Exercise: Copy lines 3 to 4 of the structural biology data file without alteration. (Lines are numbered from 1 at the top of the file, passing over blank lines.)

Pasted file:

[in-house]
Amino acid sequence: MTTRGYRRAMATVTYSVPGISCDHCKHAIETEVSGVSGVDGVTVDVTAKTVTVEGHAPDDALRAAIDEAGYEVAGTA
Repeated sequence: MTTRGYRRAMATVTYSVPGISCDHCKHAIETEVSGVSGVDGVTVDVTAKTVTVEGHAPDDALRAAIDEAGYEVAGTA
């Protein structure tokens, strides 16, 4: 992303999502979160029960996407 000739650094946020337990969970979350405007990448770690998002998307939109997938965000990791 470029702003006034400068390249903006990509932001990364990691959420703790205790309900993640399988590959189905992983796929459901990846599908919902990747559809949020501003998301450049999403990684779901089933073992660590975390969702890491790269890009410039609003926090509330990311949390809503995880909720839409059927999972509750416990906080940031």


Repeated sequence: MTTRGYRRAMATVTYSVPGISCDHCKHAIETEVSGVSGVDGVTVDVTAKTVTVEGHAPDDALRAAIDEAGYEVAGTA
């Protein structure tokens, strides 16, 4: 992303999502979160029960996407 000739650094946020337990969970979350405007990448770690998002998307939109997938965000990791 470029702003006034400068390249903006990509932001990364990691959420703790205790309900993640399988590959189905992983796929459901990846599908919902990747559809949020501003998301450049999403990684779901089933073992660590975390969702890491790269890009410039609003926090509330990311949390809503995880909720839409059927999972509750416990906080940031």